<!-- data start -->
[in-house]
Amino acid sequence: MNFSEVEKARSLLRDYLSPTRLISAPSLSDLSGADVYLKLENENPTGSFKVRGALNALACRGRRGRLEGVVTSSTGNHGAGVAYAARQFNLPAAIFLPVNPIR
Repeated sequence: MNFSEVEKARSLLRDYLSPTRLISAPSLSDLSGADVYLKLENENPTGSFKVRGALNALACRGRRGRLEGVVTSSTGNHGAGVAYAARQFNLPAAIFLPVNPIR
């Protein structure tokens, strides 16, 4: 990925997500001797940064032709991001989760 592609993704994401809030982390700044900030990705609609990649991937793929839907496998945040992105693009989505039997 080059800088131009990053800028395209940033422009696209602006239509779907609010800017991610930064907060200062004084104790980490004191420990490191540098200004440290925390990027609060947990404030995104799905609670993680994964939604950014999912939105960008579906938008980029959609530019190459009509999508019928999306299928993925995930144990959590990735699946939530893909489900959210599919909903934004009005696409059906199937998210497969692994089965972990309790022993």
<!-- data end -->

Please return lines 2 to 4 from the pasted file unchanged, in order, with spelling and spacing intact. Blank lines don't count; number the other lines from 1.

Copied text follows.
Amino acid sequence: MNFSEVEKARSLLRDYLSPTRLISAPSLSDLSGADVYLKLENENPTGSFKVRGALNALACRGRRGRLEGVVTSSTGNHGAGVAYAARQFNLPAAIFLPVNPIR
Repeated sequence: MNFSEVEKARSLLRDYLSPTRLISAPSLSDLSGADVYLKLENENPTGSFKVRGALNALACRGRRGRLEGVVTSSTGNHGAGVAYAARQFNLPAAIFLPVNPIR
């Protein structure tokens, strides 16, 4: 990925997500001797940064032709991001989760 592609993704994401809030982390700044900030990705609609990649991937793929839907496998945040992105693009989505039997 080059800088131009990053800028395209940033422009696209602006239509779907609010800017991610930064907060200062004084104790980490004191420990490191540098200004440290925390990027609060947990404030995104799905609670993680994964939604950014999912939105960008579906938008980029959609530019190459009509999508019928999306299928993925995930144990959590990735699946939530893909489900959210599919909903934004009005696409059906199937998210497969692994089965972990309790022993």